April was the tenth month during which house prices have fallen research reveals today.
The Hometrack April survey concurs with several other reports published last week which reveal a very modest drop in house prices - of just 0.1% for the month in the case of this survey - but which also suggest that such a small reduction in house prices indicates a market that is stabilising.
Hometrack says the average property now costs £162, 100 down from a peak of £167,700 in June 2004.
Despite a lacklustre market, Hometrack says activity has increased this month. Sales agreed have risen by 9.4%, in part due to ongoing increases in the number of buyers registered since the beginning of the year. But even though buyers have been returning to the market, the backlog of properties registered with estate agents means there is still a considerable oversupply, claims the survey.
It says the oversupply explains the increased number of buyers in the market, adding that they are still negotiating discounts of over 6% on asking prices. The month's average sales prices as a percentage of asking price has decreased slightly to 93.3% down from 93.4% in March, says Hometrack.
The report claims the amount of time taken to sell a property remains stable at 7.4 weeks during April but the average number of viewings per sale has decreased to 12.4, down from 13.2 in March, suggesting buyers are not holding back as they have been previously.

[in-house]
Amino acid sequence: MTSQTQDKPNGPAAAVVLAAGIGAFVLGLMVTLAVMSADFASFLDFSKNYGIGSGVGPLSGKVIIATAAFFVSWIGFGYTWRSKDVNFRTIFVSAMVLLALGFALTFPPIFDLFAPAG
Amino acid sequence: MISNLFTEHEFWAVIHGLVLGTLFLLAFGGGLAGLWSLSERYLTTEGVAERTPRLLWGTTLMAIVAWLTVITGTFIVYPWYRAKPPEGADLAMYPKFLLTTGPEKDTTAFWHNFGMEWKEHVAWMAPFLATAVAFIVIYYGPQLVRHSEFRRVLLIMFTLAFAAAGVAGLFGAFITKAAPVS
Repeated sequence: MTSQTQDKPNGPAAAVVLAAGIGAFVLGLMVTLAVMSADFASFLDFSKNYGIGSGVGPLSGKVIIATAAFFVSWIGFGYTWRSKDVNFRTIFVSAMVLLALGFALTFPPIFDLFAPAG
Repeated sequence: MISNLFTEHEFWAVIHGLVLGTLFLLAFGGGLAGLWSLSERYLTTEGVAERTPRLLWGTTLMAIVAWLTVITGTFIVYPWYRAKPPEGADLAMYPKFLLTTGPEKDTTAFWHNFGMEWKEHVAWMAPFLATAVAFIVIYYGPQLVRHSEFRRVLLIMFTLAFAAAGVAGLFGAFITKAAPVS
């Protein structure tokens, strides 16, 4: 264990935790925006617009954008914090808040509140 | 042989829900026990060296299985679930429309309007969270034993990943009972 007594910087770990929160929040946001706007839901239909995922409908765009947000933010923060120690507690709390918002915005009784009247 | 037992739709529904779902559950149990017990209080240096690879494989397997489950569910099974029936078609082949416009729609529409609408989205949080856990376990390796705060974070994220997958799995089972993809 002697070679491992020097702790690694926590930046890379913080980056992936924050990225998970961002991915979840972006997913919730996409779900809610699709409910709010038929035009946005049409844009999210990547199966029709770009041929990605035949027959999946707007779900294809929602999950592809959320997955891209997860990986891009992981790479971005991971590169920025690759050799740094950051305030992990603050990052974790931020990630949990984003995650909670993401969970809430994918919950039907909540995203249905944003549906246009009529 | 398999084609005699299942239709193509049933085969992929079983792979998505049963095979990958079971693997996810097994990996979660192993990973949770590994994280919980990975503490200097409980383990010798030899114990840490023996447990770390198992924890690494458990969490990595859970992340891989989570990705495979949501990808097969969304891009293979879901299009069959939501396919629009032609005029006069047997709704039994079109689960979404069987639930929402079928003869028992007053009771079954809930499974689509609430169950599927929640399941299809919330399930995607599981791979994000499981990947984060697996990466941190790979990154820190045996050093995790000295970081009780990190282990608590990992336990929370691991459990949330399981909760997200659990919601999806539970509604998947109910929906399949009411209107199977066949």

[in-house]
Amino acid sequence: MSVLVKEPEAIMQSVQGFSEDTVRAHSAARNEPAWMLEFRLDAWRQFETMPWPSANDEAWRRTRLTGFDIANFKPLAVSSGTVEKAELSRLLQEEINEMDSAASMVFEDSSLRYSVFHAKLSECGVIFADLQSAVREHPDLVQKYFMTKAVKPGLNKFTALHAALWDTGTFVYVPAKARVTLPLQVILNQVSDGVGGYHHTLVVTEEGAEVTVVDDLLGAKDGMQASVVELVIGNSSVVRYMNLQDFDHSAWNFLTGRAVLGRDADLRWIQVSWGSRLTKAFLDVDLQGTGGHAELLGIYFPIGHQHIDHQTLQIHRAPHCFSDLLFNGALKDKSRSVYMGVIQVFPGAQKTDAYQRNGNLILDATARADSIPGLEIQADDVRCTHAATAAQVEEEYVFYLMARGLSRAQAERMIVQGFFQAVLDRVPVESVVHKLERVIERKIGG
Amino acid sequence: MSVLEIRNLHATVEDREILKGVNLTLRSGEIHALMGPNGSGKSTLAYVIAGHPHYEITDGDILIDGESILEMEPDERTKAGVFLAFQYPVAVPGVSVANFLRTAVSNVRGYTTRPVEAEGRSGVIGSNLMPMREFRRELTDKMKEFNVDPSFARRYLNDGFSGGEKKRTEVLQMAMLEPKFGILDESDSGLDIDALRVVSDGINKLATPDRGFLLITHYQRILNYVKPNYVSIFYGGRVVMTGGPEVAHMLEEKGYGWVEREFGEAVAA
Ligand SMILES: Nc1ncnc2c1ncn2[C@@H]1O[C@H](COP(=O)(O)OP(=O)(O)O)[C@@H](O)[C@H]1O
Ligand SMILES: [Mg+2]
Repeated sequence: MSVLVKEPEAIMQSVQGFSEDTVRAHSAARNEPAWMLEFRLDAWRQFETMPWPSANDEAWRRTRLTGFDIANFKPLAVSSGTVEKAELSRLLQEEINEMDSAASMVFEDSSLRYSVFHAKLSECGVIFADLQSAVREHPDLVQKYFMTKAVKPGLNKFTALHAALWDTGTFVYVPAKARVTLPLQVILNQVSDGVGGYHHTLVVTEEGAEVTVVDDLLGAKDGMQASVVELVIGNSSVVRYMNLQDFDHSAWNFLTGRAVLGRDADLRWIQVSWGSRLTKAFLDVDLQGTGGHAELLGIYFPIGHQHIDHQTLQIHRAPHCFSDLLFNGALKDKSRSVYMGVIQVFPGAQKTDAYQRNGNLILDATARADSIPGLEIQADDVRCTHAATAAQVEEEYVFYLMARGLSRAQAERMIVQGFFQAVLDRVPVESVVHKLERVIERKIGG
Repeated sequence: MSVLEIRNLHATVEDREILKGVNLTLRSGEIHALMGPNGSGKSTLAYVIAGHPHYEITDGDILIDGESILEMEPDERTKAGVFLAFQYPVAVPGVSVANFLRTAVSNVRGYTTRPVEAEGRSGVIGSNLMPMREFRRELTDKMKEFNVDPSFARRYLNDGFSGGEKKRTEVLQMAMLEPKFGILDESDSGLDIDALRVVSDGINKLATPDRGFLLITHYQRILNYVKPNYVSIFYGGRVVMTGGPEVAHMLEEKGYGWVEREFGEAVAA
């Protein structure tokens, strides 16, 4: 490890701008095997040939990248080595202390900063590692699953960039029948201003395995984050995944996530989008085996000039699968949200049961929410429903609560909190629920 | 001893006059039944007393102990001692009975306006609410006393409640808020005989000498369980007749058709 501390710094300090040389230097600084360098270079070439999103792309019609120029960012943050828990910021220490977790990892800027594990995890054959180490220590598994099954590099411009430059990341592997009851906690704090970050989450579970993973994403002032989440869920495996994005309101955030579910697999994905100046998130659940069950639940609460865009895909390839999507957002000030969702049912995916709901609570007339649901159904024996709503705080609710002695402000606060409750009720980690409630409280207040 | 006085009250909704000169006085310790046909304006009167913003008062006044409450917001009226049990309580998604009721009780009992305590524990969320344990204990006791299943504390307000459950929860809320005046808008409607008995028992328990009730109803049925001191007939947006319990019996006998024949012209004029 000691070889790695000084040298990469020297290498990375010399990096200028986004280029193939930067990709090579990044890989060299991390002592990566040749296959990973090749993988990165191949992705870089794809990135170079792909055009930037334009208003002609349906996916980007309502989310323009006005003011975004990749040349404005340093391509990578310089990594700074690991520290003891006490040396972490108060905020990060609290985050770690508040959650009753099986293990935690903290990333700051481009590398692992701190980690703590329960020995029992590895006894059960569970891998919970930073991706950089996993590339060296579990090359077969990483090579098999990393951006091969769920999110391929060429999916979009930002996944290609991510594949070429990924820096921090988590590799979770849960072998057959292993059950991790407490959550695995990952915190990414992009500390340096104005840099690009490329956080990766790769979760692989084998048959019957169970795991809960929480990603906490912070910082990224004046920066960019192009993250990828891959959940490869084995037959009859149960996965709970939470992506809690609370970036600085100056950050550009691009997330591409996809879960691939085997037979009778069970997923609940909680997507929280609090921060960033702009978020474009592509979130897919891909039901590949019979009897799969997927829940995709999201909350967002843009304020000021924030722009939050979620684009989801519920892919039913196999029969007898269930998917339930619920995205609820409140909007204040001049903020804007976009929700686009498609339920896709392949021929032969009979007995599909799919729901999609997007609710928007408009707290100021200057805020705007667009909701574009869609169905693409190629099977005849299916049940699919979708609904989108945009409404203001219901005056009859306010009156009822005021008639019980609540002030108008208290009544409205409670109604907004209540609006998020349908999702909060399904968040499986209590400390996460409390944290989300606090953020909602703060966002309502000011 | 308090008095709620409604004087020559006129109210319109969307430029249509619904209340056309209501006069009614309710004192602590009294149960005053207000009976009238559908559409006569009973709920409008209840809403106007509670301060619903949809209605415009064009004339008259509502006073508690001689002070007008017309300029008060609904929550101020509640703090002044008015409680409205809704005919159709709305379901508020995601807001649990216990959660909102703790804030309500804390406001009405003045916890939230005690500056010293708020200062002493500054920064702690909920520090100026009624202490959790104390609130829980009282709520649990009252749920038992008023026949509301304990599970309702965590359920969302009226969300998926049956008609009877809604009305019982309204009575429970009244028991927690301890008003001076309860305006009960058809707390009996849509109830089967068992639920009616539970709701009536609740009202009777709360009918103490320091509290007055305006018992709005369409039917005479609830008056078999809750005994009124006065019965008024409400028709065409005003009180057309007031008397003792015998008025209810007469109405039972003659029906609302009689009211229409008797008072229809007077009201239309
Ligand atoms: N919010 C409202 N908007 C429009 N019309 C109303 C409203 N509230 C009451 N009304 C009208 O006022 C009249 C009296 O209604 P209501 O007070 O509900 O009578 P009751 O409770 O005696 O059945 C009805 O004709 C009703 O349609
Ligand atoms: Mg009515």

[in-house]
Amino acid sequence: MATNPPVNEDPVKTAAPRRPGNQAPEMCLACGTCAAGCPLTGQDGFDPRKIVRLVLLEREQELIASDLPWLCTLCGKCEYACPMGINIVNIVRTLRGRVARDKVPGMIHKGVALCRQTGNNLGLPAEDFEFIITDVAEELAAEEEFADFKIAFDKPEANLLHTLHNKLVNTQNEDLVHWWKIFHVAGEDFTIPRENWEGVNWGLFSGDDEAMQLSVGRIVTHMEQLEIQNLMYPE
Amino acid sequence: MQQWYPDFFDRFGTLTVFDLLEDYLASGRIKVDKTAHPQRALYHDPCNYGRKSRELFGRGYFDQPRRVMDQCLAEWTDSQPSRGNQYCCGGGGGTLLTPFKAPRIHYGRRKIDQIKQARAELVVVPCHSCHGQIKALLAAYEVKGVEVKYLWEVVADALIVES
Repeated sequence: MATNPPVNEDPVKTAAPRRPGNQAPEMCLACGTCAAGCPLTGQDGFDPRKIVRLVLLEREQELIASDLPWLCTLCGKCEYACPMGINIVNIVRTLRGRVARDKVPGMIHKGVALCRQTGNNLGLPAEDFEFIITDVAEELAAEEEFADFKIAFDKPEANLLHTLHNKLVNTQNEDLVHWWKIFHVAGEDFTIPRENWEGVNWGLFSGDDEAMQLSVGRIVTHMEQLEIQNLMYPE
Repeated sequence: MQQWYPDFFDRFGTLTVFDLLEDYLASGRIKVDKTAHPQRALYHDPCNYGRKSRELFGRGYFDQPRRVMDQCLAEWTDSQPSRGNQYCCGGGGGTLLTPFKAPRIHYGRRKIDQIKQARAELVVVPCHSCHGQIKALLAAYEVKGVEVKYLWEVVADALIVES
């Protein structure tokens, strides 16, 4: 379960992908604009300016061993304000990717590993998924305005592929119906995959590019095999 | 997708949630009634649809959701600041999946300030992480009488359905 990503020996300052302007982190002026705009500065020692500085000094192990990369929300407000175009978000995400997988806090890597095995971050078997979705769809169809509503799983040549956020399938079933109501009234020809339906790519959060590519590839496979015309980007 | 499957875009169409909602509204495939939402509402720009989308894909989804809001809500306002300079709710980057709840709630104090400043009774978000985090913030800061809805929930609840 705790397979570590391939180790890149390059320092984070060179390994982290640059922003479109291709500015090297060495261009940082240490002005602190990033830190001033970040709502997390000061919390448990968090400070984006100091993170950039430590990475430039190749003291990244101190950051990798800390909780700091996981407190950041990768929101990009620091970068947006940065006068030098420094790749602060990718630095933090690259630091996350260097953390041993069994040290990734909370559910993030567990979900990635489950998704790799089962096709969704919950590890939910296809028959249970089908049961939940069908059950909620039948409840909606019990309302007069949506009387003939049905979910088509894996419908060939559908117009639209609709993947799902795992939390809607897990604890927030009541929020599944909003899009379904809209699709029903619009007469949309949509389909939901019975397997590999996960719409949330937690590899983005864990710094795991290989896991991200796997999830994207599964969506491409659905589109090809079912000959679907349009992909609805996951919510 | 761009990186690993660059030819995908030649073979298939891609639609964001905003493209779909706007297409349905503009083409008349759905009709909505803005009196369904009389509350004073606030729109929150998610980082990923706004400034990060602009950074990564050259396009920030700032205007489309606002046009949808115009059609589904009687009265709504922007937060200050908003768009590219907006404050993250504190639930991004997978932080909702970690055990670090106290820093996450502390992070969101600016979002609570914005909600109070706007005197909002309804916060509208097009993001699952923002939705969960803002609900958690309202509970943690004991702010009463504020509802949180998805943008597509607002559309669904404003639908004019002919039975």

And 27 counties have seen prices remain alomst static during April compared to 31 counties which saw property prices fall. Those areas that saw property price increase of remain central London (0.6%), the West Midlands (0.6%) Dorset (0.5%) and Wiltshire (0.3%). The counties reporting the largest property price drops include Bedfordshire (0.7%), Gloucestershire (0.5%), Surrey (0.4%0 and Oxfordshire (0.4%).
John Wrigglesworth, housing economist for Hometrack says election jitters are not helping the housing market due to uncertainty over economic and political prospects. But he adds: ”There is no fundamental reason why the market should not recover, confidence is the key. We continue to predict 3% house price inflation for the year. The Conservative party’s announcement of their intention to scrap Stamp Duty below £250,000 is helpful but not significant. It will only take 1% off house prices, which in the context of rises of nearly 100% over the last five years is akin to taking a snowflake off an iceberg.”
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